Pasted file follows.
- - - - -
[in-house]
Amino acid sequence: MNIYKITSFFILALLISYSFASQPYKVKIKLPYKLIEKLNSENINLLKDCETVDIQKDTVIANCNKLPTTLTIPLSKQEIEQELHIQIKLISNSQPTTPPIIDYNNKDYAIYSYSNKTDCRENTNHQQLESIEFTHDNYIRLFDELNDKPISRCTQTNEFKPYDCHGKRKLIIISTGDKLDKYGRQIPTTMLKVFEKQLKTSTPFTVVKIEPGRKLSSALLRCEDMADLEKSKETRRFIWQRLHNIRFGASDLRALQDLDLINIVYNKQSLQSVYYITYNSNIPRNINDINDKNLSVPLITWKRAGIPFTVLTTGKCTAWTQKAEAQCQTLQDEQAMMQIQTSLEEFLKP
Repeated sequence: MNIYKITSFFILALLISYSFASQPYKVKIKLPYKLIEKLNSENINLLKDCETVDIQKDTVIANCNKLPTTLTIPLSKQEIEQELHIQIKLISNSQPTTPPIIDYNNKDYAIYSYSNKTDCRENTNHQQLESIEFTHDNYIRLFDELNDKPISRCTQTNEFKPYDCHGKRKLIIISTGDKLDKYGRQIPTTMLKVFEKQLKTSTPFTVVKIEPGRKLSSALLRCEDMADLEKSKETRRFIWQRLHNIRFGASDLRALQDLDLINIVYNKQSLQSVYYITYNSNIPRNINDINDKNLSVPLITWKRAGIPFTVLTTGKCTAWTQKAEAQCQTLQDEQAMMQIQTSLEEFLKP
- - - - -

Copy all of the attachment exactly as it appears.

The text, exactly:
[in-house]
Amino acid sequence: MNIYKITSFFILALLISYSFASQPYKVKIKLPYKLIEKLNSENINLLKDCETVDIQKDTVIANCNKLPTTLTIPLSKQEIEQELHIQIKLISNSQPTTPPIIDYNNKDYAIYSYSNKTDCRENTNHQQLESIEFTHDNYIRLFDELNDKPISRCTQTNEFKPYDCHGKRKLIIISTGDKLDKYGRQIPTTMLKVFEKQLKTSTPFTVVKIEPGRKLSSALLRCEDMADLEKSKETRRFIWQRLHNIRFGASDLRALQDLDLINIVYNKQSLQSVYYITYNSNIPRNINDINDKNLSVPLITWKRAGIPFTVLTTGKCTAWTQKAEAQCQTLQDEQAMMQIQTSLEEFLKP
Repeated sequence: MNIYKITSFFILALLISYSFASQPYKVKIKLPYKLIEKLNSENINLLKDCETVDIQKDTVIANCNKLPTTLTIPLSKQEIEQELHIQIKLISNSQPTTPPIIDYNNKDYAIYSYSNKTDCRENTNHQQLESIEFTHDNYIRLFDELNDKPISRCTQTNEFKPYDCHGKRKLIIISTGDKLDKYGRQIPTTMLKVFEKQLKTSTPFTVVKIEPGRKLSSALLRCEDMADLEKSKETRRFIWQRLHNIRFGASDLRALQDLDLINIVYNKQSLQSVYYITYNSNIPRNINDINDKNLSVPLITWKRAGIPFTVLTTGKCTAWTQKAEAQCQTLQDEQAMMQIQTSLEEFLKP